Intended for healthcare professionals

Rapid response to:

Primary Care

Reported frequency of domestic violence: cross sectional survey of women attending general practice

BMJ 2002; 324 doi: https://doi.org/10.1136/bmj.324.7332.271 (Published 02 February 2002) Cite this as: BMJ 2002;324:271

Rapid Response:

Making the Connections on Violence

Though the charts may be surmised as providing the distinctions
between physical and emotional violence upon women, making the connections
between forms of violence as exhibited in the home place or the work place
might prove to be advantageous to women, and to men alike. If children
were added, the whole picture might take on daunting parameters in the
measurement of violence in society.

Because domestic violence in the home can become physical violence
more quickly than in the workplace, it does not mean that the workplace is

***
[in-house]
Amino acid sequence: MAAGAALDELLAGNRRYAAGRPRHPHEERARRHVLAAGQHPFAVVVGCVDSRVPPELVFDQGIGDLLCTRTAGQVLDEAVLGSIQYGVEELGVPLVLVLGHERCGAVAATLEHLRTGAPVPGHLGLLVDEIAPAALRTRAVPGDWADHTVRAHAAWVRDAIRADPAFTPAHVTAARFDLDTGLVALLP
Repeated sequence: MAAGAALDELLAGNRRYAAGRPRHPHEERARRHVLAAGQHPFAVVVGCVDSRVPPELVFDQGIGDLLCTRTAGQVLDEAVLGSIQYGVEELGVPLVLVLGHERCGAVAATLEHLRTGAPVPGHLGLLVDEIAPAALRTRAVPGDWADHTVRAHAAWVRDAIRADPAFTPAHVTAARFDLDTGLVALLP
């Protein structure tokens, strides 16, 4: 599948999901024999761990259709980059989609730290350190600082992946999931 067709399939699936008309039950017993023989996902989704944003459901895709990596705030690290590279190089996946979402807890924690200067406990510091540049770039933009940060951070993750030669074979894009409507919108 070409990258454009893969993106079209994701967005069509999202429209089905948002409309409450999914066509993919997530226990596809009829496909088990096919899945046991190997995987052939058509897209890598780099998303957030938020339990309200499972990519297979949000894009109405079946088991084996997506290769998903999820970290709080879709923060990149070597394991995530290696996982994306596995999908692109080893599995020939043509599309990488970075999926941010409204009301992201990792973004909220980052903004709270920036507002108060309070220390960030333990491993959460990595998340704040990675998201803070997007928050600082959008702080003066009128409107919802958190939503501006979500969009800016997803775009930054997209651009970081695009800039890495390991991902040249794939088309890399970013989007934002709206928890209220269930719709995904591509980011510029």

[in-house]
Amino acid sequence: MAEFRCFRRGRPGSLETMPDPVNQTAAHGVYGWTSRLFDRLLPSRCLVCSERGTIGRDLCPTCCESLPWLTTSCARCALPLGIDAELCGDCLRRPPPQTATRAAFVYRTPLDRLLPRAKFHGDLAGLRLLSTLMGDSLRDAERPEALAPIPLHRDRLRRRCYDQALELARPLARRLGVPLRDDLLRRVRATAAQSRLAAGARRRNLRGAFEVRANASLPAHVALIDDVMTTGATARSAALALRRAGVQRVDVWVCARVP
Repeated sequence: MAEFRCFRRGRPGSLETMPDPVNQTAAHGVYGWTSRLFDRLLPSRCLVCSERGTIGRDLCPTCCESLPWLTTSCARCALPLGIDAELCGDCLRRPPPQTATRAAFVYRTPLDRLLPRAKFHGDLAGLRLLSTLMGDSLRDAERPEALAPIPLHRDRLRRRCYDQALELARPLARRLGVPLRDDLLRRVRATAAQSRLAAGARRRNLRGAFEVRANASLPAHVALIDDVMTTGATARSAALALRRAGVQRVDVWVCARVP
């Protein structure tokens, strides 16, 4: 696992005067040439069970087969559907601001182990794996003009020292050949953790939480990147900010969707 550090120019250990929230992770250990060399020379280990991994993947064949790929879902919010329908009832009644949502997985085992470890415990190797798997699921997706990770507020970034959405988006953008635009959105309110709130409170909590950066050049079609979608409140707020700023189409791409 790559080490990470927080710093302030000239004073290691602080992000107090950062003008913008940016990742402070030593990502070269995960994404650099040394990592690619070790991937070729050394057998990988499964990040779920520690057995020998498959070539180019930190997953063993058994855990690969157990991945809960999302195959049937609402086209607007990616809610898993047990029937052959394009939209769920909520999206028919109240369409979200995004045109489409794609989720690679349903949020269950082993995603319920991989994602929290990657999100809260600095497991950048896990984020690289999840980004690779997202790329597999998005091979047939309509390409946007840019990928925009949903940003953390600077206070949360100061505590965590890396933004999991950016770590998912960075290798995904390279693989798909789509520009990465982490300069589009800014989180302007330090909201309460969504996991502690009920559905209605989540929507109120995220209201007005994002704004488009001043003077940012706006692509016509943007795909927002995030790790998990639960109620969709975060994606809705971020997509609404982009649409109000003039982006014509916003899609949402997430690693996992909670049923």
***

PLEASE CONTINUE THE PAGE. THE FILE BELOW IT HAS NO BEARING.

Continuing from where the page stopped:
free from violence.

The charts are applicable to either home place violence or work place
violence, particularly where the demand for sexual access is already
recognized as a workplace violence phenomenon.

The low figures for reporting may be reflected by that disparate use
of characteristics associated with women by confining the charts to either
home place or work place instead of being universally recognized as
indicators of violence perpetrated upon women, regardless of source or
location - and regardless of age.

Competing interests:
None declared

Competing interests: No competing interests

24 June 2010
Pat Ross
none
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